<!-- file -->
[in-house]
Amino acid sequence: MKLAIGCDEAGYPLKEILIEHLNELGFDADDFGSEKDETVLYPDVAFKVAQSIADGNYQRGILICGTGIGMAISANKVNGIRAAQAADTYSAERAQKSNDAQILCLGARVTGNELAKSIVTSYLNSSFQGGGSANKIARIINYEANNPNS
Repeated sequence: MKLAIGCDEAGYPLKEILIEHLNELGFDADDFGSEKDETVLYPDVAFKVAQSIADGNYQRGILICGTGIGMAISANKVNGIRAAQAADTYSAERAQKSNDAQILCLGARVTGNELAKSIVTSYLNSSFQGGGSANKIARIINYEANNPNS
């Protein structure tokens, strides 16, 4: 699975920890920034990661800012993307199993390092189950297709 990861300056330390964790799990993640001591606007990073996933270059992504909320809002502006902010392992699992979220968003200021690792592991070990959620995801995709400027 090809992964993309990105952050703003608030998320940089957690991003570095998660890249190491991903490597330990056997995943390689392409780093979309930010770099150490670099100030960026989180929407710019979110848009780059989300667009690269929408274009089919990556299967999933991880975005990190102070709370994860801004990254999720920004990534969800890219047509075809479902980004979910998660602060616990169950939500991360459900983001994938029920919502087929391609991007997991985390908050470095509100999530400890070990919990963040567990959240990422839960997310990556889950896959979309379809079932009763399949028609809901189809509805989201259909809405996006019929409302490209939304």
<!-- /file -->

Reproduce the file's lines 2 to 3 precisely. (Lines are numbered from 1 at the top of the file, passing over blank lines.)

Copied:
Amino acid sequence: MKLAIGCDEAGYPLKEILIEHLNELGFDADDFGSEKDETVLYPDVAFKVAQSIADGNYQRGILICGTGIGMAISANKVNGIRAAQAADTYSAERAQKSNDAQILCLGARVTGNELAKSIVTSYLNSSFQGGGSANKIARIINYEANNPNS
Repeated sequence: MKLAIGCDEAGYPLKEILIEHLNELGFDADDFGSEKDETVLYPDVAFKVAQSIADGNYQRGILICGTGIGMAISANKVNGIRAAQAADTYSAERAQKSNDAQILCLGARVTGNELAKSIVTSYLNSSFQGGGSANKIARIINYEANNPNS